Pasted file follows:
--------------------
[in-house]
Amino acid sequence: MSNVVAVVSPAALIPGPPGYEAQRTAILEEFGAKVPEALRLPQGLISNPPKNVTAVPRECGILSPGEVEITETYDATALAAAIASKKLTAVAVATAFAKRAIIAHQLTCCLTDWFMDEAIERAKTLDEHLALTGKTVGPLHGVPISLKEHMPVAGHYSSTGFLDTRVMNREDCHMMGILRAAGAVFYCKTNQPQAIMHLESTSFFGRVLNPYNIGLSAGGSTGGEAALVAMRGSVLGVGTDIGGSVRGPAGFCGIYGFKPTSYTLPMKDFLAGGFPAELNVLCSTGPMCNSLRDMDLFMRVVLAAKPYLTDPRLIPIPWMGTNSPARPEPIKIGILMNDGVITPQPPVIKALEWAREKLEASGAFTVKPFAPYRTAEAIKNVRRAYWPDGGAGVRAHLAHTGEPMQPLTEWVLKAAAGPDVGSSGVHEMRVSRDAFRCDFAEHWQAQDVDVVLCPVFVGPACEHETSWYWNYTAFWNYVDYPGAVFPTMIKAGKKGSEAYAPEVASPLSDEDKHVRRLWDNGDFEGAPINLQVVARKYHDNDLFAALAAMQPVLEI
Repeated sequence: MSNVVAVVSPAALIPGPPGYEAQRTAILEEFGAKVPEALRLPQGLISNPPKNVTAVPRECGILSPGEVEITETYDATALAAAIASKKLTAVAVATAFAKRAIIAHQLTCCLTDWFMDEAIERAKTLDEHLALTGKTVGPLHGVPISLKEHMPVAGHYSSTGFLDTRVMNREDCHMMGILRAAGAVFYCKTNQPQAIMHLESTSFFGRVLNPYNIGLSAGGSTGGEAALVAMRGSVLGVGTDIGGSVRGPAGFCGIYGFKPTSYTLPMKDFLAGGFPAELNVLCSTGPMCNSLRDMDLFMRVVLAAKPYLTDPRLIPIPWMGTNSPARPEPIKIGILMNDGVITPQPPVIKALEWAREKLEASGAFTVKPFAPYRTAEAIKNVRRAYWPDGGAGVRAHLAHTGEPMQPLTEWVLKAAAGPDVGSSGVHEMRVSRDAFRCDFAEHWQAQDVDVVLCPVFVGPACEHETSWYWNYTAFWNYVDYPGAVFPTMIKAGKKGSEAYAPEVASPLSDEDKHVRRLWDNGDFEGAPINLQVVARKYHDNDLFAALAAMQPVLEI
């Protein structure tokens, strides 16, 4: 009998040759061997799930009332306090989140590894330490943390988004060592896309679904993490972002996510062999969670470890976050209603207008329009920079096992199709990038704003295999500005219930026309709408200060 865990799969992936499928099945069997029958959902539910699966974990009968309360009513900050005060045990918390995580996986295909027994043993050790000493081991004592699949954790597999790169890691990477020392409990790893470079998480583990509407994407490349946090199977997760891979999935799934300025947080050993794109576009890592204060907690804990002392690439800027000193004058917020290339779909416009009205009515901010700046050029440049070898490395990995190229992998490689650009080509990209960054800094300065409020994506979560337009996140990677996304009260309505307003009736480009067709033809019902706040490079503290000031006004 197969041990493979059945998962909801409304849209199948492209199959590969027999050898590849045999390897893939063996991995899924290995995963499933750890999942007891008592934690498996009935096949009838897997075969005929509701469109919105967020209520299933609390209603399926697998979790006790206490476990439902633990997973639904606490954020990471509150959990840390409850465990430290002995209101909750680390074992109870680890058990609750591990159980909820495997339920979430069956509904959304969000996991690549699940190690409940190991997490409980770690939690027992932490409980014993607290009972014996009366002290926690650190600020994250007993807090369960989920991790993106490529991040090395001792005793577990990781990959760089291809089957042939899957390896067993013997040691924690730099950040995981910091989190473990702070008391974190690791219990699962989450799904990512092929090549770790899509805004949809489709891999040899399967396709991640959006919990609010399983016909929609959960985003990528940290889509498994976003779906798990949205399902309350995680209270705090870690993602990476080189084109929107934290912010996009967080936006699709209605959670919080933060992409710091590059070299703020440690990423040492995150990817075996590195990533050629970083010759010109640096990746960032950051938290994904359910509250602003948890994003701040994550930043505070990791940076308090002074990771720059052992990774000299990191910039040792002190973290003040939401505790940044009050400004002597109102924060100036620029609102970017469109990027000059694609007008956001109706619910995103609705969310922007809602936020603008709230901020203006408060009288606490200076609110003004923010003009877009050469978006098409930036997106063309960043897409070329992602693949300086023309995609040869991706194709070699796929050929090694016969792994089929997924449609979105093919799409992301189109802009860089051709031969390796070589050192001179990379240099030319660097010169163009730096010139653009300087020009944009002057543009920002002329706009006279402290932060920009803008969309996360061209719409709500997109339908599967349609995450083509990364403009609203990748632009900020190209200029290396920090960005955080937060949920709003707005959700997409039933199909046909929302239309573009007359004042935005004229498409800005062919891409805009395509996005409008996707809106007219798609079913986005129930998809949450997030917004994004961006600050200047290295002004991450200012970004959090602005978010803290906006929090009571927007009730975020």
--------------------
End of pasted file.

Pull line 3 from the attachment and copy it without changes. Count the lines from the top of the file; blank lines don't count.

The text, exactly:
Repeated sequence: MSNVVAVVSPAALIPGPPGYEAQRTAILEEFGAKVPEALRLPQGLISNPPKNVTAVPRECGILSPGEVEITETYDATALAAAIASKKLTAVAVATAFAKRAIIAHQLTCCLTDWFMDEAIERAKTLDEHLALTGKTVGPLHGVPISLKEHMPVAGHYSSTGFLDTRVMNREDCHMMGILRAAGAVFYCKTNQPQAIMHLESTSFFGRVLNPYNIGLSAGGSTGGEAALVAMRGSVLGVGTDIGGSVRGPAGFCGIYGFKPTSYTLPMKDFLAGGFPAELNVLCSTGPMCNSLRDMDLFMRVVLAAKPYLTDPRLIPIPWMGTNSPARPEPIKIGILMNDGVITPQPPVIKALEWAREKLEASGAFTVKPFAPYRTAEAIKNVRRAYWPDGGAGVRAHLAHTGEPMQPLTEWVLKAAAGPDVGSSGVHEMRVSRDAFRCDFAEHWQAQDVDVVLCPVFVGPACEHETSWYWNYTAFWNYVDYPGAVFPTMIKAGKKGSEAYAPEVASPLSDEDKHVRRLWDNGDFEGAPINLQVVARKYHDNDLFAALAAMQPVLEI